Regardless of what comes out of the latest fiscal crisis, stocks will continue to trade. If you select the right ones, you will make money. Don't listen to those who say otherwise. Over the long haul, it's always a stock picker's market.
Even if a bull market resumes, there's no guarantee that the stocks you bought for a "bargain" will appreciate in price. This sounds obvious, but it warrants a mention. You often hear people say, when this or that happens, "stocks will do well." That's a generalization because some will not do well. Consider how Cisco (CSCO) and Hewlett Packard (HPQ) fared as the 2008 financial crisis unwound.
I believe the following four stocks will lead the way out of this mess. And, if for some reason, we're in for a bearish decade, these picks will still rise to the top. An interrelated and unified set of themes tie these companies together: They'll do well because they focus on the high-end, often in urban markets, particularly those on either coast.
Go ahead, call me an elitist West Coast snob, I love the label. It keeps me motivated. (Insert smiley face with a smirk).
Apple (AAPL): I included AAPL in the above-linked article and it's worth mentioning one more time. This fall, Steve Jobs will unveil iPhone 5. Surely, a new version of iPad will enter the market sooner or later. Macbooks will get refreshed. And Apple TV (the real deal) might even see the light of day.
Even in a bad economy, count on Apple to keep selling gadgets. The struggling masses will make an Apple product a priority, even if it means Top Ramen for a month. And count on the high-end consumer to continue to come through.
It's all about wants, not needs. People do not need iPhone 5 (version 4 works just fine), they want it. Not many companies find themselves in this position of delivering products that produce pent-up demand no matter what's going on with the economy.
The strategy of selling AAPL $350 puts continues to work like a charm throughout this mess. The worst thing that can happen here - you don't get put shares and you're not long AAPL. If you do not have the cash or account equity to pull off put selling, you can initiate a bull put spread. For instance, you can sell a $350 put and buy a less expensive $340 put in the same month. You keep the credit and only need account equity to cover the difference between the two strike prices.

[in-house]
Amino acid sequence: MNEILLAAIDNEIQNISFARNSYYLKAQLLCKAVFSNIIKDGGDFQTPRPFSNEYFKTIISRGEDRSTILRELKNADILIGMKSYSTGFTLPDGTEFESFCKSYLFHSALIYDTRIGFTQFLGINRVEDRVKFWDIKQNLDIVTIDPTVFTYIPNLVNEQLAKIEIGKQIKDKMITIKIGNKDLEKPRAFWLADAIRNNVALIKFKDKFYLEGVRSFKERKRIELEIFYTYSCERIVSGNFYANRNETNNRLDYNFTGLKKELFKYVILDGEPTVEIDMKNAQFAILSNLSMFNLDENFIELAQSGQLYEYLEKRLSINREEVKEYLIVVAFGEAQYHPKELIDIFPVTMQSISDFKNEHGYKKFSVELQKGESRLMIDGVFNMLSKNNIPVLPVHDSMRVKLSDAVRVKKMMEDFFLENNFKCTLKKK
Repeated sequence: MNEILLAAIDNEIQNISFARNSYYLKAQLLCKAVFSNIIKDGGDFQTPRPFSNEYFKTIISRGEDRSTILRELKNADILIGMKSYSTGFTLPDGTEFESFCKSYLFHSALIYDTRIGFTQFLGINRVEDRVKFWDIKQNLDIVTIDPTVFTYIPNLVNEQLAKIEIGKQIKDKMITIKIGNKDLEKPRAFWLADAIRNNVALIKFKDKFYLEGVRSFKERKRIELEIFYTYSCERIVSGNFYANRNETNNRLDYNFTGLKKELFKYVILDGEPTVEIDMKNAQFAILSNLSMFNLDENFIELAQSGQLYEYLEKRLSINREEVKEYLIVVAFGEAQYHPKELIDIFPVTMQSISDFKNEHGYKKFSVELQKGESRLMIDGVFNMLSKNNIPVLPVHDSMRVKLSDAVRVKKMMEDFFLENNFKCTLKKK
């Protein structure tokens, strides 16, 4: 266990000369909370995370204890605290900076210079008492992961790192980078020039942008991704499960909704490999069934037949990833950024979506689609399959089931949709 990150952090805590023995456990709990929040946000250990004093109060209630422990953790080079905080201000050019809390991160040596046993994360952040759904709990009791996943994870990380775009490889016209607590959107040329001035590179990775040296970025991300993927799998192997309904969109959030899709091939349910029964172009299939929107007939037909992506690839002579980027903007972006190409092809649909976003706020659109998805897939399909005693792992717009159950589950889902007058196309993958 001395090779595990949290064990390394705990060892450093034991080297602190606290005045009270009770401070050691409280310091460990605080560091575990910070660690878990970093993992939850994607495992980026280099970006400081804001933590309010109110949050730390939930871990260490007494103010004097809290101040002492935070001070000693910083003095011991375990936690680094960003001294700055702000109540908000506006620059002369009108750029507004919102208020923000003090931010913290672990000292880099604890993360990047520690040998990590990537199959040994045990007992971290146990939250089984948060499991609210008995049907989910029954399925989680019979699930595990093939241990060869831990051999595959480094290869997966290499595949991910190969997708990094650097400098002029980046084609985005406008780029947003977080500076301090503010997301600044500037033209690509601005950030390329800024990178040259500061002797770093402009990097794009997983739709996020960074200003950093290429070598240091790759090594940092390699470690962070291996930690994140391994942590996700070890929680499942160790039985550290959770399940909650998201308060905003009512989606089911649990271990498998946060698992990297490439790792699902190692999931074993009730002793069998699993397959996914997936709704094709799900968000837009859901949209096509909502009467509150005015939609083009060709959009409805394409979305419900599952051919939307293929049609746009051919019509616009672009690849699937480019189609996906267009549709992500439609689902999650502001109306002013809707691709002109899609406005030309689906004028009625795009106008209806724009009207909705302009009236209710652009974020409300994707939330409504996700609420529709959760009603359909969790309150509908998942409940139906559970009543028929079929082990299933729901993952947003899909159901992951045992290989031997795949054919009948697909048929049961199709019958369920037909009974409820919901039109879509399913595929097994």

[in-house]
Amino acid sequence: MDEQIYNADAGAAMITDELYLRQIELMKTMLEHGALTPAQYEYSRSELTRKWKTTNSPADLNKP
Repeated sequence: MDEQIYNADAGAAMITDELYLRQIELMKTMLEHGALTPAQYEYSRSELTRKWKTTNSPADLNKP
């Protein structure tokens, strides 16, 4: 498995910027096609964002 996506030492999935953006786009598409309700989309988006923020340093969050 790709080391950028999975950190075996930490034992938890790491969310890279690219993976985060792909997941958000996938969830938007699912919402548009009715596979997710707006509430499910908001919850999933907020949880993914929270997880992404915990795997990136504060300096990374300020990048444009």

Polo Ralph Lauren (RL): I've been on a high-end retail kick lately. And it's not going anywhere anytime soon. Add Polo to the list. As fellow Seeking Alpha contributor Benzinga said so well, "Ralph Lauren" is "The Epitome of Luxury."
Polo Ralph Lauren Corp. (RL) reported (blowout) earnings this morning that clearly show the difference in the two consumers in this country: the very wealthy and the very poor.
So very well-stated.
It's a sad shame it has to be this way. I'm not a fan of suggesting that investors exploit the effects of inequality, but people invest to make money. And the fact Polo can crush earnings estimates during these times only reinforces what you learned about capitalism in college. Simply put, the system requires, and will always have, poor people and very rich people who can do things the rest of us can only "aspire" to. As such, companies like Apple and Polo will continue to clean up on high rollers as well as the remaining "aspirational" consumers with buying power (i.e. plastic).
Ford (F): Ford's sales and marketing chief said something the other day that, unsurprisingly, given the market meltdown, went largely under the radar: